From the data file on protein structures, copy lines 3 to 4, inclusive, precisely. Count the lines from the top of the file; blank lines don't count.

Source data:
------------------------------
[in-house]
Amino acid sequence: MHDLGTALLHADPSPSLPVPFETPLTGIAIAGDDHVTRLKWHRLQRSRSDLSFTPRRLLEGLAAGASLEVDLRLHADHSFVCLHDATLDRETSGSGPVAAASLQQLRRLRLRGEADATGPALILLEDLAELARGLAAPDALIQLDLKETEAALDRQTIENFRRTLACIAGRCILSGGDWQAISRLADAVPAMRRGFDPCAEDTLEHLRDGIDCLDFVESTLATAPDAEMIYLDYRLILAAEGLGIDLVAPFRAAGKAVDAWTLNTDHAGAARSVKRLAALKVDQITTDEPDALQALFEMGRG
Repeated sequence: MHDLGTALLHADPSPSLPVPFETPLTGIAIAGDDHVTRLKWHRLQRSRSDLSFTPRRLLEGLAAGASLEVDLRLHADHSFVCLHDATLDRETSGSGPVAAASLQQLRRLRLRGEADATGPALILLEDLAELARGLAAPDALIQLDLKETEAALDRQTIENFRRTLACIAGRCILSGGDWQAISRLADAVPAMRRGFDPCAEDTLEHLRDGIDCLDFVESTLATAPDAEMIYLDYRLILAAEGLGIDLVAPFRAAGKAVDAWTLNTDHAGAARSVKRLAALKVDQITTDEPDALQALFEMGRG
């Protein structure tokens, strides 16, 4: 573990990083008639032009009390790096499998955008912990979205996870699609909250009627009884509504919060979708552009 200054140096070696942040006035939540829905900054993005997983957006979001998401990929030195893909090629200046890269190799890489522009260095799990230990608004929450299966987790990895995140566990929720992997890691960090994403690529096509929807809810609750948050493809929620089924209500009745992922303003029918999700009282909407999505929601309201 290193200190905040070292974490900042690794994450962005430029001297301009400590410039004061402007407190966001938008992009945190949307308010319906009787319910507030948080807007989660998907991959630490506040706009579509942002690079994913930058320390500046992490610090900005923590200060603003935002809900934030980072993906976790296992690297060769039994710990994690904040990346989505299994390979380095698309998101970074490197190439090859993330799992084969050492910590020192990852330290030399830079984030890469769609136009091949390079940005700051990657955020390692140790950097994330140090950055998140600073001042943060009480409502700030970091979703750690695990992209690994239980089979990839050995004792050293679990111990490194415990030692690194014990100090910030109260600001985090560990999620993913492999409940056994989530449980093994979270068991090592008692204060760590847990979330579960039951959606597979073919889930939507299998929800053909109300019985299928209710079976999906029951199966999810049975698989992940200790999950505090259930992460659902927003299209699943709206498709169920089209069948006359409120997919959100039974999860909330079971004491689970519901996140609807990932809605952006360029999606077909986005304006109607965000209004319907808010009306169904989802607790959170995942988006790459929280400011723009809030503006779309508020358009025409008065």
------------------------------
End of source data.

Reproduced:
Repeated sequence: MHDLGTALLHADPSPSLPVPFETPLTGIAIAGDDHVTRLKWHRLQRSRSDLSFTPRRLLEGLAAGASLEVDLRLHADHSFVCLHDATLDRETSGSGPVAAASLQQLRRLRLRGEADATGPALILLEDLAELARGLAAPDALIQLDLKETEAALDRQTIENFRRTLACIAGRCILSGGDWQAISRLADAVPAMRRGFDPCAEDTLEHLRDGIDCLDFVESTLATAPDAEMIYLDYRLILAAEGLGIDLVAPFRAAGKAVDAWTLNTDHAGAARSVKRLAALKVDQITTDEPDALQALFEMGRG
């Protein structure tokens, strides 16, 4: 573990990083008639032009009390790096499998955008912990979205996870699609909250009627009884509504919060979708552009 200054140096070696942040006035939540829905900054993005997983957006979001998401990929030195893909090629200046890269190799890489522009260095799990230990608004929450299966987790990895995140566990929720992997890691960090994403690529096509929807809810609750948050493809929620089924209500009745992922303003029918999700009282909407999505929601309201 290193200190905040070292974490900042690794994450962005430029001297301009400590410039004061402007407190966001938008992009945190949307308010319906009787319910507030948080807007989660998907991959630490506040706009579509942002690079994913930058320390500046992490610090900005923590200060603003935002809900934030980072993906976790296992690297060769039994710990994690904040990346989505299994390979380095698309998101970074490197190439090859993330799992084969050492910590020192990852330290030399830079984030890469769609136009091949390079940005700051990657955020390692140790950097994330140090950055998140600073001042943060009480409502700030970091979703750690695990992209690994239980089979990839050995004792050293679990111990490194415990030692690194014990100090910030109260600001985090560990999620993913492999409940056994989530449980093994979270068991090592008692204060760590847990979330579960039951959606597979073919889930939507299998929800053909109300019985299928209710079976999906029951199966999810049975698989992940200790999950505090259930992460659902927003299209699943709206498709169920089209069948006359409120997919959100039974999860909330079971004491689970519901996140609807990932809605952006360029999606077909986005304006109607965000209004319907808010009306169904989802607790959170995942988006790459929280400011723009809030503006779309508020358009025409008065």